'What Koreans are talking about, so are we'
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Raphael Rashid, left, and James Pearson, editors of koreaBANG
Two foreigners translate Korea's popular news, comments into English on website
By Kim Rahn
Not all expats in Korea or foreigners abroad will want to hear about government-promoted national advertising like K-pop or skin care programs. Many will rather want to know about what ordinary Koreans are talking about and how they feel while going about their daily lives.
For such people, two men from the United Kingdom ― James Pearson and Raphael Rashid ― have started a website named koreaBANG, www.koreabang.com, geared to offer English translations of Korea's most popular online stories and related comments.
The students are majors in Korean studies and got their idea from a similar website chinaSMACK, which is popular among expats in China, and decided to open a sister site.
"It translates Chinese Internet and comments from Chinese netizens into English. You can see what people are talking about. It's like bridge for people who don't speak Chinese", Pearson, who is currently studying for a master's degree in Korean studies at Cambridge University, said in an interview with The Korea Times on March 28 during his visit to the country.
The 24-year-old found chinaSMACK very useful while he was living in China during his studies in Chinese and Korean at the School of Oriental and African Studies (SOAS), University of London.
He suggested chinaSMACK export the idea, and the Chinese website agreed, sharing the format and design. Pearson asked Rashid, who he had met at SOAS, to be the co-editor. Rashid, who had majored in Japanese and Korean, is now studying for his master's in Korean studies at Korea University.
They are working with four other regular members, half Korean and half non-Korean, along with several part-timers.
Regarding the name chinaSMACK, they said the Chinese operators thought looking at raw, unedited comments from netizens would be like getting a slap in the face. But the two opted for koreaBANG instead of koreaSMACK.
"Bang in English could mean just like a smack. But 'bang' is also like PC bang (PC room), it has a broad meaning in Korean. It works for both audiences, Korean and foreigners", Pearson said.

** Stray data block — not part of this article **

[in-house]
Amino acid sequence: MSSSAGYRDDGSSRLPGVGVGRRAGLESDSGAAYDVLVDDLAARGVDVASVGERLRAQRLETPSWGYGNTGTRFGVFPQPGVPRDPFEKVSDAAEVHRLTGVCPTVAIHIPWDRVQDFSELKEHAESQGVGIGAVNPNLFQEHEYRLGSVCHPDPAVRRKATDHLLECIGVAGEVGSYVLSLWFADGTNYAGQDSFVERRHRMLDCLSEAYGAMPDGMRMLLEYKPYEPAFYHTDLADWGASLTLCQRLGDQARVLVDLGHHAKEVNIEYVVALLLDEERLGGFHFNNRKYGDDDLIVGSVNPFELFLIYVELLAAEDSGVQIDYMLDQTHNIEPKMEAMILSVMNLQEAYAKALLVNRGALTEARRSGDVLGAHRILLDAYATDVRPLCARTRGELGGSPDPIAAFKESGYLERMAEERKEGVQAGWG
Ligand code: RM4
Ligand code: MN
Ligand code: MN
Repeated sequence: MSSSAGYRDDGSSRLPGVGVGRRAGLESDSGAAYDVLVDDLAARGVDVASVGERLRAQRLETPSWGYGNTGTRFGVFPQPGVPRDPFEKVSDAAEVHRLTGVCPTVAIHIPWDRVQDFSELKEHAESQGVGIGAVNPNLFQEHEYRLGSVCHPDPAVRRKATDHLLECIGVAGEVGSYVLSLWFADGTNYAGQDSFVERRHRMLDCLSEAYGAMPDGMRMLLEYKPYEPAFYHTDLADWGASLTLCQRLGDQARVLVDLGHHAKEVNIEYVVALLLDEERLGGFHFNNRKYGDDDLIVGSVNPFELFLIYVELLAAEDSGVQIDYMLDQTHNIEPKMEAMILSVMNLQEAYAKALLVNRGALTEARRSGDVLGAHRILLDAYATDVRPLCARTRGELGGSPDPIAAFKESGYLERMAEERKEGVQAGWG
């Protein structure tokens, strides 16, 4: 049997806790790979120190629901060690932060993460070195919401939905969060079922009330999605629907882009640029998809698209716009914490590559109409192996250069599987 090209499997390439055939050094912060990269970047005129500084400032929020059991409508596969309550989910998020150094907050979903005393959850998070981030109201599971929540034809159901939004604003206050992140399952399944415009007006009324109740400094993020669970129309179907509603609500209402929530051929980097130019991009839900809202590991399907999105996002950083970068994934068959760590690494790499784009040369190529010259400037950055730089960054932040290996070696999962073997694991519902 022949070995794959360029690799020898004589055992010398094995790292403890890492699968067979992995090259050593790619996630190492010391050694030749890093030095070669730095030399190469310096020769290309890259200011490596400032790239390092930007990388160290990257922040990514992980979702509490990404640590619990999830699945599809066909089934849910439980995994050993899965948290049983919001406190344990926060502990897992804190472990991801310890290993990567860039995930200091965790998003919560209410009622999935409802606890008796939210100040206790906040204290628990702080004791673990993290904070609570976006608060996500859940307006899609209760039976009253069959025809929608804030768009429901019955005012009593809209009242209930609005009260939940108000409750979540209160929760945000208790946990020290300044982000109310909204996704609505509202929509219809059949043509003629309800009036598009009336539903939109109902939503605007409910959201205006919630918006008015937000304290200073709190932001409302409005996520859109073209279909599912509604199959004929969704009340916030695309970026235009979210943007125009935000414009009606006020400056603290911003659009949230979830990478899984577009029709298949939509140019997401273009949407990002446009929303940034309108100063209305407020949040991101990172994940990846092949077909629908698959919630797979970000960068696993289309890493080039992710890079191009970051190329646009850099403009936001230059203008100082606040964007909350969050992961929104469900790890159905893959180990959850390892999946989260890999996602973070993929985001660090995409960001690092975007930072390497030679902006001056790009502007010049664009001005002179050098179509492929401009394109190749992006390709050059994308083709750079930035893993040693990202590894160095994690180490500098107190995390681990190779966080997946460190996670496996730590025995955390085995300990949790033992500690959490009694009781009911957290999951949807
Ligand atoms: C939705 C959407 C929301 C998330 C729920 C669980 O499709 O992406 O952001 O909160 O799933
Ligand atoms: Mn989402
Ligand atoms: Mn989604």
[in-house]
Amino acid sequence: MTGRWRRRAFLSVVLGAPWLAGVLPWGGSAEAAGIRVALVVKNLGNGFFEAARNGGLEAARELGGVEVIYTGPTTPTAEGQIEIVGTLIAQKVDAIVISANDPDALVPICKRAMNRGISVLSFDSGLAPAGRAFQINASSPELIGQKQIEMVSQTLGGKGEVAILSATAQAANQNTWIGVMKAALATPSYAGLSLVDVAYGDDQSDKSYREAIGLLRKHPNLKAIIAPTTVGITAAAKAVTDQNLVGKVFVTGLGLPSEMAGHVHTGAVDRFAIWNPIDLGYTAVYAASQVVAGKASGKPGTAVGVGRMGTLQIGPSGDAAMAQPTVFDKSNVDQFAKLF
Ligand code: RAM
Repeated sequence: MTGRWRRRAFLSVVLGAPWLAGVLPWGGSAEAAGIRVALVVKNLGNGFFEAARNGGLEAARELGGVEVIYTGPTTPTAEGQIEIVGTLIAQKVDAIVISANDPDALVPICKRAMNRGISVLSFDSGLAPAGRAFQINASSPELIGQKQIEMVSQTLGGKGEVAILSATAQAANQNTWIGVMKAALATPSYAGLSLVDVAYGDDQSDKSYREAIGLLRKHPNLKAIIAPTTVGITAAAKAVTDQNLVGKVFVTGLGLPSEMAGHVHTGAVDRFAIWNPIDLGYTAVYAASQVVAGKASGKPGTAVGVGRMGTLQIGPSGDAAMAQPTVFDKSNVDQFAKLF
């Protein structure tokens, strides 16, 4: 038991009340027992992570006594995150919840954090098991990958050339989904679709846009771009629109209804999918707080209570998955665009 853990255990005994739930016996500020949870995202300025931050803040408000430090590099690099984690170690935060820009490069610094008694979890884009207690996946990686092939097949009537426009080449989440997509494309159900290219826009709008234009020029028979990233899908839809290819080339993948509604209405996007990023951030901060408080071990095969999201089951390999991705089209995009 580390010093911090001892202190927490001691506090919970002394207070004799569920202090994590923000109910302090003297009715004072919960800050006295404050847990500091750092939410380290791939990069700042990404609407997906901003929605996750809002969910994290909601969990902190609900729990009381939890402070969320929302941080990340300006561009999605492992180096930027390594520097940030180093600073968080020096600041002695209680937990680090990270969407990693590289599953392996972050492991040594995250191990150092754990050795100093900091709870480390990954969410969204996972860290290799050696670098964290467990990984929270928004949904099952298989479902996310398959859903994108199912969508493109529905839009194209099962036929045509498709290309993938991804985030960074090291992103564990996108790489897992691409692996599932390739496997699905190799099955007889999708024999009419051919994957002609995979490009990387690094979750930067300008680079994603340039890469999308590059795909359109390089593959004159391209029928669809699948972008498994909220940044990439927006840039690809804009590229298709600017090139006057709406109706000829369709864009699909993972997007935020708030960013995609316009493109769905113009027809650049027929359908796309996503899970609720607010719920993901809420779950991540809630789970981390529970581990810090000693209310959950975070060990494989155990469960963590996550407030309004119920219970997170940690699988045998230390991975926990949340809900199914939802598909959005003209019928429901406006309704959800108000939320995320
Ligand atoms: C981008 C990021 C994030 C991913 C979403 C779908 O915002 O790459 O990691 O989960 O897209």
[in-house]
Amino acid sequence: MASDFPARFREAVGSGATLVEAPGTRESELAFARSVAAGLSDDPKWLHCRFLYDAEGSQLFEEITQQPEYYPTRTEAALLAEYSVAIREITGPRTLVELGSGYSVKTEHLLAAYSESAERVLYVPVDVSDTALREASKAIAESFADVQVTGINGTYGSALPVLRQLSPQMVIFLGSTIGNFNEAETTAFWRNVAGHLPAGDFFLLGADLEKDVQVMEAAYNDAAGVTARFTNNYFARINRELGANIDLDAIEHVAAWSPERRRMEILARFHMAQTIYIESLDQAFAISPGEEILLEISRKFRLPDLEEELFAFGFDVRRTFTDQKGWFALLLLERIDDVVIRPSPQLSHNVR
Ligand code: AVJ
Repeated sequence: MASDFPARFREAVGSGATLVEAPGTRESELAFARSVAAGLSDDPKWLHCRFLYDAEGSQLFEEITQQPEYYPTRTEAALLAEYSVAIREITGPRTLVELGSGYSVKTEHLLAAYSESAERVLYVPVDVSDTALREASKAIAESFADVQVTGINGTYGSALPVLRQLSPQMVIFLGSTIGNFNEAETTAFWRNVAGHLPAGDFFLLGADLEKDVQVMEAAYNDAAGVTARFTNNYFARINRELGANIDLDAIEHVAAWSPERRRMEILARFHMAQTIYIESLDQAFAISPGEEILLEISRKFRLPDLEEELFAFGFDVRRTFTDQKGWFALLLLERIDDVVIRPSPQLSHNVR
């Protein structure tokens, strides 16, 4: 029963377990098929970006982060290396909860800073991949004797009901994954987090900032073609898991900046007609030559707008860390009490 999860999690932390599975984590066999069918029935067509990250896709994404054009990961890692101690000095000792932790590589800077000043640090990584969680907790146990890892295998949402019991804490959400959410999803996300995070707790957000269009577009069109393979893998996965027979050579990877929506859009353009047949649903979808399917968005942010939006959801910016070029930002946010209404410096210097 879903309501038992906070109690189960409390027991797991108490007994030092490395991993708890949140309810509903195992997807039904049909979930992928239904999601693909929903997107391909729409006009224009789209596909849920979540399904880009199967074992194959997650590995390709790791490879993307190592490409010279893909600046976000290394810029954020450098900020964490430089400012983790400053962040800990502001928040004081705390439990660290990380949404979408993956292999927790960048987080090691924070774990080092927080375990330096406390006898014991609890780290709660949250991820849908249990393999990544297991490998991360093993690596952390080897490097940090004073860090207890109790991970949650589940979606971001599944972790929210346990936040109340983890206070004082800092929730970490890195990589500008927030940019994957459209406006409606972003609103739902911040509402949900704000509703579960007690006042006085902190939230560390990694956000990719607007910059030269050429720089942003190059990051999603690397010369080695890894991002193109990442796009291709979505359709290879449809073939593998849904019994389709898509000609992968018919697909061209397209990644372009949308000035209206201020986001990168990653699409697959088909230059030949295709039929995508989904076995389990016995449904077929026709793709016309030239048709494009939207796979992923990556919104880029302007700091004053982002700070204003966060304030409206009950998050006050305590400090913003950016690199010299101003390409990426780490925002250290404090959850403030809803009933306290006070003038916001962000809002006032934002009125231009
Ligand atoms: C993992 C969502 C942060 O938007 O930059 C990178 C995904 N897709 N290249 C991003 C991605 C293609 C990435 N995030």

The website, launched about a month ago, is already attracting 2,500 daily visitors from 140 countries.
The criterion for selecting articles is simple: What Koreans are talking about, so are we.
"If you go to Nate, Daum or Naver, you have the most viewed, most discussed ones, so generally we take them. Maybe the top story has 5,000 comments and the next story has 1,000, so we know the number one is a hot issue in Korea", Rashid said, adding not many people on the street would pay attention to the Nuclear Security Summit but everyone has heard about the "maekjunyeo" (beer lady). The video clip of her drinking beer on the subway went viral.
They said many more little things are happening all the time in Korea, like maekjunyeo, besides the big issues covered in the media, such as K-pop or North Korea. And their goal is to make accessible and share these tidbits with interested people who don't speak Korean.
"Korea has an incredibly rich culture and the government tries hard to push that through magical Korean features like kimchi or hanbok. That is part of Korean culture but that's only one way and doesn't really represent what people really think and what they are really talking about", Pearson said.
The website covers all subjects. "We're not here to be selective. The people who are selecting the articles are Koreans themselves. If an article about politics pops up, we cover it but we don't choose to cover politics. Why? It's because Koreans are talking about these political issues at the moment", Rashid said.
Comments show we're all humans
The unique thing about koreaBANG is it translates not only the news stories but also netizens' comments ― the most recommended ones. Visitors can view the original Korean comments by hovering the cursor over the translation and thereby grasp the nuance and tone of the original version.
"If you have just English language news translations, that's accessible but you don't really get an idea on how people are responding to it", Pearson said.
Western visitors of the website write comments on the Koreans' comments. "Some of them agree, some of them say the most stupid things just like Koreans who say stupid things. Netizens are netizens. One of the really good things about this is that it's transparent, showing how across the whole world everywhere there are idiots, as everywhere there are good people, too", he said.
They said some of their Korean friends worried that the website may seem like airing Korea's dirty laundry, but said they are doing this not just out of curiosity but also out of respect to present the entire picture of the country.
"There are people who want to know more about Korea than what is deliberately presented. If we can contribute to showing a different side, or the real side, that will be great", Rashid said.